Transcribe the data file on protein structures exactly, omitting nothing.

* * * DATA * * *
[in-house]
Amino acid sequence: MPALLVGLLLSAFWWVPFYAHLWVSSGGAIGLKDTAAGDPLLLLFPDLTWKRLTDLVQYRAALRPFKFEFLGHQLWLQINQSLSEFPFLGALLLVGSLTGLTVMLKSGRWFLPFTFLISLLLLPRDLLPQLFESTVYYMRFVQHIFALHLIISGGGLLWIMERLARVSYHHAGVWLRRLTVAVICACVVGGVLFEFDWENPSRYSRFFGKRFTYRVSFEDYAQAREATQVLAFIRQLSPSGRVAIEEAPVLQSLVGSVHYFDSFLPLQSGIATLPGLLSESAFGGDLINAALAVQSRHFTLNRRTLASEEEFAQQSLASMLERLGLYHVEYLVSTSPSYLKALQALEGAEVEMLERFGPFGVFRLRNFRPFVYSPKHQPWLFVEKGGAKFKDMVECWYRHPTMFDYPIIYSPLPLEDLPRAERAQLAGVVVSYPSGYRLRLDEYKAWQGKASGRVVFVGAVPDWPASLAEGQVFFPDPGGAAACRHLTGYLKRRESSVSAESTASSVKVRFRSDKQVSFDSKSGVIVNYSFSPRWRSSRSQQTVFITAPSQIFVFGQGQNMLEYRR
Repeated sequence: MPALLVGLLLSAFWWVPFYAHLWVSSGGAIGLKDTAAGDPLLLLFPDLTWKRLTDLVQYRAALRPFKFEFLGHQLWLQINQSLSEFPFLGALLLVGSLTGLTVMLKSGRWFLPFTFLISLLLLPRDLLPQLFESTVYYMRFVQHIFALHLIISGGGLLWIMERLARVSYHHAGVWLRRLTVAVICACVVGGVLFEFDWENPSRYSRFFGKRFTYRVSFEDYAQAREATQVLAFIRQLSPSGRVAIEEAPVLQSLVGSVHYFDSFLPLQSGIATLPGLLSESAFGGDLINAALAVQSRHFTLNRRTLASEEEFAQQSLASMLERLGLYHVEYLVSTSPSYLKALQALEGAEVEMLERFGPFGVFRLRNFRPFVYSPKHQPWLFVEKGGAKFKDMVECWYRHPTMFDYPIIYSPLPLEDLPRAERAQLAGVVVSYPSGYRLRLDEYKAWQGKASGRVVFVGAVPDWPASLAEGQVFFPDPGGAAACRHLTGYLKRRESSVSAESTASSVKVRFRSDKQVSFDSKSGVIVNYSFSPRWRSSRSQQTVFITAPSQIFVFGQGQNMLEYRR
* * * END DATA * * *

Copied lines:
[in-house]
Amino acid sequence: MPALLVGLLLSAFWWVPFYAHLWVSSGGAIGLKDTAAGDPLLLLFPDLTWKRLTDLVQYRAALRPFKFEFLGHQLWLQINQSLSEFPFLGALLLVGSLTGLTVMLKSGRWFLPFTFLISLLLLPRDLLPQLFESTVYYMRFVQHIFALHLIISGGGLLWIMERLARVSYHHAGVWLRRLTVAVICACVVGGVLFEFDWENPSRYSRFFGKRFTYRVSFEDYAQAREATQVLAFIRQLSPSGRVAIEEAPVLQSLVGSVHYFDSFLPLQSGIATLPGLLSESAFGGDLINAALAVQSRHFTLNRRTLASEEEFAQQSLASMLERLGLYHVEYLVSTSPSYLKALQALEGAEVEMLERFGPFGVFRLRNFRPFVYSPKHQPWLFVEKGGAKFKDMVECWYRHPTMFDYPIIYSPLPLEDLPRAERAQLAGVVVSYPSGYRLRLDEYKAWQGKASGRVVFVGAVPDWPASLAEGQVFFPDPGGAAACRHLTGYLKRRESSVSAESTASSVKVRFRSDKQVSFDSKSGVIVNYSFSPRWRSSRSQQTVFITAPSQIFVFGQGQNMLEYRR
Repeated sequence: MPALLVGLLLSAFWWVPFYAHLWVSSGGAIGLKDTAAGDPLLLLFPDLTWKRLTDLVQYRAALRPFKFEFLGHQLWLQINQSLSEFPFLGALLLVGSLTGLTVMLKSGRWFLPFTFLISLLLLPRDLLPQLFESTVYYMRFVQHIFALHLIISGGGLLWIMERLARVSYHHAGVWLRRLTVAVICACVVGGVLFEFDWENPSRYSRFFGKRFTYRVSFEDYAQAREATQVLAFIRQLSPSGRVAIEEAPVLQSLVGSVHYFDSFLPLQSGIATLPGLLSESAFGGDLINAALAVQSRHFTLNRRTLASEEEFAQQSLASMLERLGLYHVEYLVSTSPSYLKALQALEGAEVEMLERFGPFGVFRLRNFRPFVYSPKHQPWLFVEKGGAKFKDMVECWYRHPTMFDYPIIYSPLPLEDLPRAERAQLAGVVVSYPSGYRLRLDEYKAWQGKASGRVVFVGAVPDWPASLAEGQVFFPDPGGAAACRHLTGYLKRRESSVSAESTASSVKVRFRSDKQVSFDSKSGVIVNYSFSPRWRSSRSQQTVFITAPSQIFVFGQGQNMLEYRR